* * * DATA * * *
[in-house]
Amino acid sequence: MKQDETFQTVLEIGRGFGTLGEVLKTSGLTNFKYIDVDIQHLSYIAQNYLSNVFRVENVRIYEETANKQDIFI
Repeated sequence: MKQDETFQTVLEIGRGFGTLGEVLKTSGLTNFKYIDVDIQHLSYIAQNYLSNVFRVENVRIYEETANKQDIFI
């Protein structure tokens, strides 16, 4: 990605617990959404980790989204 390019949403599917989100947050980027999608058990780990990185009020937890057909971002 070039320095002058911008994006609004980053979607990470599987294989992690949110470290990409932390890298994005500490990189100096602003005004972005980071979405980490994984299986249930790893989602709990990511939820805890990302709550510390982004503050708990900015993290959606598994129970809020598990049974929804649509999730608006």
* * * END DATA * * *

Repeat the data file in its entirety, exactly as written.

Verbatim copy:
[in-house]
Amino acid sequence: MKQDETFQTVLEIGRGFGTLGEVLKTSGLTNFKYIDVDIQHLSYIAQNYLSNVFRVENVRIYEETANKQDIFI
Repeated sequence: MKQDETFQTVLEIGRGFGTLGEVLKTSGLTNFKYIDVDIQHLSYIAQNYLSNVFRVENVRIYEETANKQDIFI
């Protein structure tokens, strides 16, 4: 990605617990959404980790989204 390019949403599917989100947050980027999608058990780990990185009020937890057909971002 070039320095002058911008994006609004980053979607990470599987294989992690949110470290990409932390890298994005500490990189100096602003005004972005980071979405980490994984299986249930790893989602709990990511939820805890990302709550510390982004503050708990900015993290959606598994129970809020598990049974929804649509999730608006």